Cystericercosis is caused by larval cysts that come from tapeworms found in muscle, brain, or other bodily tissue. The highest-risk areas for this disease are Latin America, Africa, Asia, and other places with poor sanitation. The growth of global travel in recent years has meant that Cystericercosis is becoming more widespread. The problem is most frequently caused by an infected person failing to wash their hands properly when preparing food – allowing for tapeworm eggs to be transferred between people.
Toxocariasis comes from two types of roundworm larvae, Toxocara cati from cats, and Toxocara canis from dogs. Infected animals can shed Toxocara eggs in their feces, allowing for larvae to develop and infectious eggs to hatch. Because humans share a small living area with their cats and dogs this parasite is often passed between hosts.
The leading cause of death by food-borne illness, Toxoplasmosis is a very serious parasitic infection that impacts around 60 million people across America. Few people who have this parasite will suffer from any symptoms because the immune system of the human body protects us against the parasite. However, some people will experience flu-like symptoms such as muscle pains, swollen lymph nodes, and more. People usually get infected with Toxoplasmosis either through food, animal-to-human infection (zoonotic), or mother-to-child infection (congenital).
A very common sexually transmitted disease, Trichomoniasis is estimated to affect 3.7 million people across the globe. This infection is also considered to be the most curable STD, but it can be very difficult to spot. Only about 30% of infected patients will have any symptoms, and it’s more common in women than in men. Without proper treatment, trichomoniasis can increase your chances of spreading and getting other STDs.
Who is at risk of parasitic infections?
Though many people believe that only individuals living in impoverished countries and unhygienic environments are susceptible to parasitic infection, the truth is that parasites can thrive almost anywhere. Now that global travel has become easier than ever before, people can more easily pick parasites up when they go on vacation. Additionally, insects, migratory birds, and other animals can easily carry infections from country to country.
While anyone can get a parasitic infection, it’s worth noting that some people are at greater risk than others. For instance, you are more likely to end up with a parasitic infection if:
- Your immune system is compromised, and therefore unable to provide the first line of defense against a parasite.
- You travel or live to subtropical or tropical regions of the world where parasitic infections are more common.
- You don’t have access to clean drinking water, or frequently swallow water when swimming in rivers, lakes, and ponds.
- You work in an environment wherein you might come into direct contact with feces frequently.
In some cases, the frequent use of antibiotics can also be dangerous when it comes to preventing parasites. The reason for this is that antibiotics can rid your body of both good and bad bacteria – throwing your internal system out of balance and leaving you more open to invasion. Additionally, the wrong diet can have a similar problem, helping to provide the perfect environment in which parasites can thrive. For instance, grains and sugars can help parasites to grow, while other ingredients are more effective at destroying and preventing parasitic infections.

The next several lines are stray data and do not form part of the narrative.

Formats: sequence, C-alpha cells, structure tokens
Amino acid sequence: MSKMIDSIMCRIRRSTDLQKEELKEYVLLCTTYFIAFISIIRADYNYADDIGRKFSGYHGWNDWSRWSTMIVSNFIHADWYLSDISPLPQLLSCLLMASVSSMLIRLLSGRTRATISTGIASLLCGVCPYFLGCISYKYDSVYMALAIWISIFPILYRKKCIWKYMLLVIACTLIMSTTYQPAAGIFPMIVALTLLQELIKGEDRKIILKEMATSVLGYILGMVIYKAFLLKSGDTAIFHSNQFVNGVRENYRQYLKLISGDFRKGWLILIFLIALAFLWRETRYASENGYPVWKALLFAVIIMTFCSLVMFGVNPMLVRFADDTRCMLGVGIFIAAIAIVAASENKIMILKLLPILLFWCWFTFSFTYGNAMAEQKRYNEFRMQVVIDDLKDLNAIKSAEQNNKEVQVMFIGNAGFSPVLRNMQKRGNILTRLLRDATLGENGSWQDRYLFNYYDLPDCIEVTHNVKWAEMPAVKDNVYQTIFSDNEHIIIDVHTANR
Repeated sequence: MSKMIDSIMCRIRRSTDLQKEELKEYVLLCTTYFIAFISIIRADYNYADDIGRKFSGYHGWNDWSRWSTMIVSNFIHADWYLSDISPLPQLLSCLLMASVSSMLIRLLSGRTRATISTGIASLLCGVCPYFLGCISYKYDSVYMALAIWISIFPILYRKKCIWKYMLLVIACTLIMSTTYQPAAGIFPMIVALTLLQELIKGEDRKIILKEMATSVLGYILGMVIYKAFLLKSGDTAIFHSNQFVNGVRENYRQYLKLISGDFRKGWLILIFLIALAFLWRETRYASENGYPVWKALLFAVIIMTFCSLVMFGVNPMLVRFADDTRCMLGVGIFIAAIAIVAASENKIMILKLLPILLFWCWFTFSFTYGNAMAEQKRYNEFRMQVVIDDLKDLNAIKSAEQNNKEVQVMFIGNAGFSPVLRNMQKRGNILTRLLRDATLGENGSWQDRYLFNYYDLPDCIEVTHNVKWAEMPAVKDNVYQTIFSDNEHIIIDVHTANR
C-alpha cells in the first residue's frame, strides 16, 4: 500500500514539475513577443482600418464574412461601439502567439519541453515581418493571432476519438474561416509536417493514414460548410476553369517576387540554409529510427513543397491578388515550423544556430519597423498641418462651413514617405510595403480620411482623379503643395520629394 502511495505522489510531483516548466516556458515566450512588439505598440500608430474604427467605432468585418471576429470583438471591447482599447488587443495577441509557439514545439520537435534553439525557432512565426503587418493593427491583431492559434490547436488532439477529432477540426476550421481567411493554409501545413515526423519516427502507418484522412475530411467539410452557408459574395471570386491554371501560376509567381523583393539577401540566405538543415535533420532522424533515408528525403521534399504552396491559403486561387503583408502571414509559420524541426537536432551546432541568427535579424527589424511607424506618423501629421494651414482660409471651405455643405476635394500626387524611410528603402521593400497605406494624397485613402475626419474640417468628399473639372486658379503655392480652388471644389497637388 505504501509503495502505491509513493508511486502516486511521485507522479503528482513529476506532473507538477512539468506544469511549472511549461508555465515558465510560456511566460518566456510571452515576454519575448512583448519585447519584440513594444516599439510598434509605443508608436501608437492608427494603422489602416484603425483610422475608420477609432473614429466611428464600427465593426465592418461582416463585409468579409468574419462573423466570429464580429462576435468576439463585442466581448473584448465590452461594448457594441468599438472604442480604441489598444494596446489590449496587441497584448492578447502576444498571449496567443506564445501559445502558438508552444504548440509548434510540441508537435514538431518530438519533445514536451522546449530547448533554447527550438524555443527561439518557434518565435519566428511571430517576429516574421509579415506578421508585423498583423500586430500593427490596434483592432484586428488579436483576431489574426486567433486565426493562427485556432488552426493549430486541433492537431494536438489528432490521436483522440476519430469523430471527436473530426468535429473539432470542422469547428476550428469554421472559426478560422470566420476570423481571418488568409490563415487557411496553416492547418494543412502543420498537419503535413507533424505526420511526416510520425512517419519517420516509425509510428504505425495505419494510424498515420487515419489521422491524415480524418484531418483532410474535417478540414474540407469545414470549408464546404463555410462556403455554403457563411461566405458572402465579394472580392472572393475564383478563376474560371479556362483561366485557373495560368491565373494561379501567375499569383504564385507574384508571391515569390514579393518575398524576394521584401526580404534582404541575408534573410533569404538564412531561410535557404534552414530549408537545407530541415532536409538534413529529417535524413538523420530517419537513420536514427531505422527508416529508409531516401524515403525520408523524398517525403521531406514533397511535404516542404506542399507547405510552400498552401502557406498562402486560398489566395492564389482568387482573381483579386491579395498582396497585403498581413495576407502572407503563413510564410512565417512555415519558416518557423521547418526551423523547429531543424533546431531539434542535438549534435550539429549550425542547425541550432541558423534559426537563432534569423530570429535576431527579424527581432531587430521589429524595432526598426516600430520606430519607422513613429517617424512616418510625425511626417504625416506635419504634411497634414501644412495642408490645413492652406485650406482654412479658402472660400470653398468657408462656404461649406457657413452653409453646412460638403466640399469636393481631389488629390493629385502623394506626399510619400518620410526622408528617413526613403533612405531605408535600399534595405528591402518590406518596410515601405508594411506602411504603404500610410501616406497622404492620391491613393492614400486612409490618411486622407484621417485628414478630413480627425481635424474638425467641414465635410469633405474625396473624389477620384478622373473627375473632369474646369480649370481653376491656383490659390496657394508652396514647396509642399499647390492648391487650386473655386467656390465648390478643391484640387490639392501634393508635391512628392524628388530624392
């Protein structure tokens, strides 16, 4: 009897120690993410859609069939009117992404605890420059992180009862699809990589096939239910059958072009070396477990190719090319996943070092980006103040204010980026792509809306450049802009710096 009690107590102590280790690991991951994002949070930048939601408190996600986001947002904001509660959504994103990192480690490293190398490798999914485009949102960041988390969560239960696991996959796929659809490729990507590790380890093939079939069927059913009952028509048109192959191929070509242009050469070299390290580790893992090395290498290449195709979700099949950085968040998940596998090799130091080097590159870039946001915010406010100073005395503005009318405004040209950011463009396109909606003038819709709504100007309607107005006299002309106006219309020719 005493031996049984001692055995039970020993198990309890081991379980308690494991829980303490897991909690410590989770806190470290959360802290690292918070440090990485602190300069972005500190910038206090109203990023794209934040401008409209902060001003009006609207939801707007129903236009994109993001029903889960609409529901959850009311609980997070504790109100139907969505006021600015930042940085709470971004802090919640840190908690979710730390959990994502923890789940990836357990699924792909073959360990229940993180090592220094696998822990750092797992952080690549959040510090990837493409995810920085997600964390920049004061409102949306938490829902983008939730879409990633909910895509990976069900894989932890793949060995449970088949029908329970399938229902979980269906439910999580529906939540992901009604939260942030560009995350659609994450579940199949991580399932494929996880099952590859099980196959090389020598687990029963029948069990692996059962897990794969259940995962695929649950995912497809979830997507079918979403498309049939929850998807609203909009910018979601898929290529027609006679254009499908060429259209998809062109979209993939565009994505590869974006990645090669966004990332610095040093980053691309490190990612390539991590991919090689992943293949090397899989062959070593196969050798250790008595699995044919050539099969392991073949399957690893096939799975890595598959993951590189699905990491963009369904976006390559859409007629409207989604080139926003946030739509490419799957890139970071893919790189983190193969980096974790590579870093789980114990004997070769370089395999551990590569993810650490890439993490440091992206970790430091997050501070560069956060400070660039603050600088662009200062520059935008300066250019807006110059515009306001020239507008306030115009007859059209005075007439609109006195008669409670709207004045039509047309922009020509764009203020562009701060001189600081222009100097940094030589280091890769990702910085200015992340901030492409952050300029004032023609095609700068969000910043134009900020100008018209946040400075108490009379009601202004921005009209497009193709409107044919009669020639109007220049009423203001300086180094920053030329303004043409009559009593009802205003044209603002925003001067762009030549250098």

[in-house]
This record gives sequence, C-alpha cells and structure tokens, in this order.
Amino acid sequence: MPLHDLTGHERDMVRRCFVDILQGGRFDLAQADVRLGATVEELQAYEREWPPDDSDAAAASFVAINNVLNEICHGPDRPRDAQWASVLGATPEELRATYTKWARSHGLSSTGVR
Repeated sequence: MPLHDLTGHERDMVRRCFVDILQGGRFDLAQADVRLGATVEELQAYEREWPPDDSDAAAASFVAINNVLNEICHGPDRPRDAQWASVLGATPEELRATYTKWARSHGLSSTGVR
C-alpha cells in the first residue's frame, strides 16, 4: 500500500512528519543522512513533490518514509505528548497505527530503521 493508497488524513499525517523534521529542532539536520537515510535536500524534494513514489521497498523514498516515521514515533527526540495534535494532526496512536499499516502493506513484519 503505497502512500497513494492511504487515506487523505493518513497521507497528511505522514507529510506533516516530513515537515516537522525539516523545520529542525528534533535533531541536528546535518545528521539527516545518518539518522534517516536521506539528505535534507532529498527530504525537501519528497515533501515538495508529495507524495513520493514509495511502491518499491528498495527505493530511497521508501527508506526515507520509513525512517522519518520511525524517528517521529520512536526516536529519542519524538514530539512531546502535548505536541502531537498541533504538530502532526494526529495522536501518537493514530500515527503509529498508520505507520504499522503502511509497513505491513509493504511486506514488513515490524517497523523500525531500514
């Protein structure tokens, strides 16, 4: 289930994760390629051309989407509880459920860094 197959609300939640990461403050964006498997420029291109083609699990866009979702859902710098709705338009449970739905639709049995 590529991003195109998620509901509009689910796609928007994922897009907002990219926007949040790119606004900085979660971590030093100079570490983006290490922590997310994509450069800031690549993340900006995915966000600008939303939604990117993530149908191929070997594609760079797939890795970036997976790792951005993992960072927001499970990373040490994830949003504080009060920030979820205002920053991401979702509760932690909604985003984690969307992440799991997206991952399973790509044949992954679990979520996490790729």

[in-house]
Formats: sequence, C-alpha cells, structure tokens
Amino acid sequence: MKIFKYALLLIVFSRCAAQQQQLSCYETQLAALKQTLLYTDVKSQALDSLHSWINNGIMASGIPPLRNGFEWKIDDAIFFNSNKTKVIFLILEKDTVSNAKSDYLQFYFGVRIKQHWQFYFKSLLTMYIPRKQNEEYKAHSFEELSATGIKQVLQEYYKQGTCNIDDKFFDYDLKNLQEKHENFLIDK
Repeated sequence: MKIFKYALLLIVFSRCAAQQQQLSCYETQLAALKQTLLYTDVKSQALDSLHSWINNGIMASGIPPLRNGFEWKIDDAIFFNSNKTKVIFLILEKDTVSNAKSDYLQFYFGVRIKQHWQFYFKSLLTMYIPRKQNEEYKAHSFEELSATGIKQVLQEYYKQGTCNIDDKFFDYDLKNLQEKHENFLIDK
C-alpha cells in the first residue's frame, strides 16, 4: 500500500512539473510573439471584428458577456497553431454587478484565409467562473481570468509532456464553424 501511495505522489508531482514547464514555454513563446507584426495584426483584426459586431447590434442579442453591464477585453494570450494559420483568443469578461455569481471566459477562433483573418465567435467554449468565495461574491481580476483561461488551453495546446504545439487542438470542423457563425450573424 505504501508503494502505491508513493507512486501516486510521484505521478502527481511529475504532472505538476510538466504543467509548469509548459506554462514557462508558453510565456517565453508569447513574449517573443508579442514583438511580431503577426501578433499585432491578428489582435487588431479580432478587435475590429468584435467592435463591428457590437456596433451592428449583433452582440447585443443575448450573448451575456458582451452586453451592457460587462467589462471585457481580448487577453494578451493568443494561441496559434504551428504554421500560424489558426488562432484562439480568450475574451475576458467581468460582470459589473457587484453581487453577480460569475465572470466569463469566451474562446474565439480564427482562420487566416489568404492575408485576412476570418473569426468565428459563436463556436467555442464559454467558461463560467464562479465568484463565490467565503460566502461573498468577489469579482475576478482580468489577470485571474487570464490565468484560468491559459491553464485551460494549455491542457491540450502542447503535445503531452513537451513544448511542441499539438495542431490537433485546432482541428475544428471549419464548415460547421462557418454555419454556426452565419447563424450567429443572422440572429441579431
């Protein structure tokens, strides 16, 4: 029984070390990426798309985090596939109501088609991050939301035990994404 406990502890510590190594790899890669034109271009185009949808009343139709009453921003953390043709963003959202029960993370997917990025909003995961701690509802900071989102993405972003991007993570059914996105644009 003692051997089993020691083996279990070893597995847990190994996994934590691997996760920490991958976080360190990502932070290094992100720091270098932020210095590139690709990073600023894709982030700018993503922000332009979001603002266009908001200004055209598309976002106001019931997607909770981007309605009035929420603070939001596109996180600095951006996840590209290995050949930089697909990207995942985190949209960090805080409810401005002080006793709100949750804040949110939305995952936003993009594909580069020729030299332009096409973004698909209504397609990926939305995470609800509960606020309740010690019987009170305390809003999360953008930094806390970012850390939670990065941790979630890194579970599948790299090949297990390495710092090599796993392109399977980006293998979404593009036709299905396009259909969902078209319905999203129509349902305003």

How to Reduce Risk of Infection
Since it can take a lot of time, and several uncomfortable die-off side effects for someone to get rid of a parasite, your best solution will always be prevention. Many parasites spend at least a portion of their life cycle within the intestinal tracts of human hosts which means that changing your dietary preferences could help to reduce your chances of infection. Keep in mind before you begin trying some of the following dietary solutions for parasite prevention, that certain foods can interact with prescription medications. As such, it’s important to consult with your healthcare provider before you add new foods to your diet.
1. Pumpkin Seeds
Pumpkin seeds are both delicious, and nutritious. These versatile foods can indirectly kill any parasites that might have made their way into your body by paralyzing them, so that they can be flushed easily from the body. A healthy diet of pumpkin seeds could help you to build up a strong gastrointestinal system that’s ready to destroy helminths at the first sign of infection.
2. Antioxidant-Rich Vegetables and Fruits
The antioxidants in vegetables and fruits – particularly those with plenty of vitamin C, can help to prevent parasitic infestation. Studies show that the regular consumption of blueberries, strawberries, broccoli, bell peppers, and other fruits or vegetables can boost the health of the gastrointestinal system, and therefore reduce your risk of infection.
Garlic is a highly potent ingredient with many valuable health-improving properties. Packed with sulfur-rich amino acids, garlic fights back against parasites, and helps to prevent infections in the first place. A compound in garlic known as allicin can help to expel and kill worms, but the garlic needs to be chopped thoroughly to release it. Experts recommend mincing and dicing garlic to allow for the greatest chemical release.